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Dad becomes lollipop man on same road where he was pronounced dead

On the road again: Pete Burling now helps children cross the same road where, 53 years ago, he nearly died in a horrific accident PICTURE: SWNS

A DAD who was horrifically injured as a boy after he was run over by a car is now helping to keep children safe as a lollipop man on the same road over half a century later.

Pete Burling was just 11 in 1966 when he was involved in a horrific accident which left him in a coma for several weeks during which time he missed his 12th birthday.

Doctors did not expect the youngster to survive his injuries, and even pronounced him dead after his heart stopped beating. But Pete, who also broke both his legs, defied the odds to pull through and went on to make a miraculous recovery.

Now aged 65, Pete works for Sandwell Council as a crossing patrol warden just yards from the very spot where he was almost killed, helping schoolchildren and parents cross the road in Oldbury, West Midlands.

Pete, who previously worked as a plumber, said he decided to make the switch to lollipop man after retirement to give back something to his community.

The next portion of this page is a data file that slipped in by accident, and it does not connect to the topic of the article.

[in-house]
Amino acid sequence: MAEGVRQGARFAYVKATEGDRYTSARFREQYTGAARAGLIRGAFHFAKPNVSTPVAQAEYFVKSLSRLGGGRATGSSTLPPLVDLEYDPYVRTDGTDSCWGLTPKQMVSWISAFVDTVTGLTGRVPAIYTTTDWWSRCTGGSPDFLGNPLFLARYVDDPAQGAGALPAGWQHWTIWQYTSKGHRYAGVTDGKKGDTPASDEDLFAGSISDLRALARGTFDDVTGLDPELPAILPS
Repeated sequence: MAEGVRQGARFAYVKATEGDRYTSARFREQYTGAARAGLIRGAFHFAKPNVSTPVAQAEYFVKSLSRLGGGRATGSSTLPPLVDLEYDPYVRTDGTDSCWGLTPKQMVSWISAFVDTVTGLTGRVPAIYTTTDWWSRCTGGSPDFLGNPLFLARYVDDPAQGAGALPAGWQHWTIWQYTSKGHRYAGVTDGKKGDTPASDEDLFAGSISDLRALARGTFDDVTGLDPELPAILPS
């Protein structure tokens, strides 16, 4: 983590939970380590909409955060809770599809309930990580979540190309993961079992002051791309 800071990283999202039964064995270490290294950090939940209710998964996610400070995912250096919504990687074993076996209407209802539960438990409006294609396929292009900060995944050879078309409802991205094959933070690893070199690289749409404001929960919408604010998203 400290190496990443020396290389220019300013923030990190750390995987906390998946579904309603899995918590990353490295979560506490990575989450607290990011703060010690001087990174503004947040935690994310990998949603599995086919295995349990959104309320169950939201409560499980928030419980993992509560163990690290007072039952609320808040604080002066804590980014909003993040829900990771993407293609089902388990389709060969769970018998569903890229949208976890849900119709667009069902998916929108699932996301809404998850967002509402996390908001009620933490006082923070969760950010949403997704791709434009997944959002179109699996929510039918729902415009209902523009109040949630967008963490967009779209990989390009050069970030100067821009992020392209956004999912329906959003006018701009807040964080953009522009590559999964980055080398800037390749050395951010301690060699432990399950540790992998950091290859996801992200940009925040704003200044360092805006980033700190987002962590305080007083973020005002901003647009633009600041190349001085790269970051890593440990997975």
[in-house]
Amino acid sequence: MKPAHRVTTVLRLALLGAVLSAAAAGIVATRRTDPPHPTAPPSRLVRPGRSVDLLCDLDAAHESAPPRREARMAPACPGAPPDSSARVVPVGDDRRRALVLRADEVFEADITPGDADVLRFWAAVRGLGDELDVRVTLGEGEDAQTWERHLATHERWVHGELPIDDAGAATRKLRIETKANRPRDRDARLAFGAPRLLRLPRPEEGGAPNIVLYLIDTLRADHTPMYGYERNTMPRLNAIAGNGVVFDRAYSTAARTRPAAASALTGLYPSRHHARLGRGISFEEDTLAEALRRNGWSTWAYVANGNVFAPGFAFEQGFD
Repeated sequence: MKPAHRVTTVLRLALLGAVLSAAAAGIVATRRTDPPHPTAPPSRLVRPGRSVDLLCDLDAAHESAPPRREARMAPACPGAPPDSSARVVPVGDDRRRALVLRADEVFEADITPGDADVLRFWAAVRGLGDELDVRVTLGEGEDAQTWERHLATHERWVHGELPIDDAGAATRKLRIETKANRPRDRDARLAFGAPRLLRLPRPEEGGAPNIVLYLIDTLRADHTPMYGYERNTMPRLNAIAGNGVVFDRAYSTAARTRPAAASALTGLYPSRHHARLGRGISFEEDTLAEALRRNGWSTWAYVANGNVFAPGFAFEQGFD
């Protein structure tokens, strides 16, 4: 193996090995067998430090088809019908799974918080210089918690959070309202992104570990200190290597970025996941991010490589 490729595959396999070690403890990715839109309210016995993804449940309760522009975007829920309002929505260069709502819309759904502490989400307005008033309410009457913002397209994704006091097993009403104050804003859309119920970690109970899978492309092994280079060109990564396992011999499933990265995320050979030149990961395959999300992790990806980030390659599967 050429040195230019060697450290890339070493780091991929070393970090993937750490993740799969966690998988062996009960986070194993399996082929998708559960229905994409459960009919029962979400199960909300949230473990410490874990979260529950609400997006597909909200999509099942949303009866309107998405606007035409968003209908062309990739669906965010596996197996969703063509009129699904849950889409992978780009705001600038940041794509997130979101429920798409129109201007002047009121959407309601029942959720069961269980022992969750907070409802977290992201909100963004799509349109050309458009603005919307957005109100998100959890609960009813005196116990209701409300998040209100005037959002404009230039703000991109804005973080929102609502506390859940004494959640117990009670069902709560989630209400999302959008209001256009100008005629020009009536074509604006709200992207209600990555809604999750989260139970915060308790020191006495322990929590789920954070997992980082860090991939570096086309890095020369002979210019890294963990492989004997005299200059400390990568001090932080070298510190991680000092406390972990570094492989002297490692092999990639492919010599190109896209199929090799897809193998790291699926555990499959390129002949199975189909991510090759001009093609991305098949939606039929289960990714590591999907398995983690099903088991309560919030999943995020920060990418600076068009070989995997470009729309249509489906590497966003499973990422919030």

He said: ‘Once I’d retired as a plumber it allowed me the time to give something back to the local community.

‘Come rain or shine it’s a joy to see the children and to make sure along with their parents they are safe when crossing such a busy road, as I know only too well how dangerous it can be.

Pete said he wanted to become a lollipop man on the dangerous road to prevent a similar accident to the one that — at one point — saw him declared dead.

Of his accident 53 years ago, Pete, who has been married to primary school worker Janet for 64 years and has two children, aged 37 and 34, and a grandson, aged 13, said: ‘I was very lucky really.

‘I was put in the ambulance dead. What I have been told was that my heart had stopped, but in the ambulance it started beating again.

‘I was in a coma for six weeks. I missed my 12th birthday but when I came around I was pretty chirpy in hospital.’

Of his new chosen career, he added: ‘You get so much joy when you are helping the children. They really show their gratitude. At Christmas they give me cards, chocolates and bottles of wine.

‘It’s a terrible road for kids and I’m glad I can help out there to try and make sure nothing similar to my accident happens there again.

‘I suppose its quite fitting. It doesn’t bother me to see the place I had my accident, as long as the children are safe that’s the main thing.’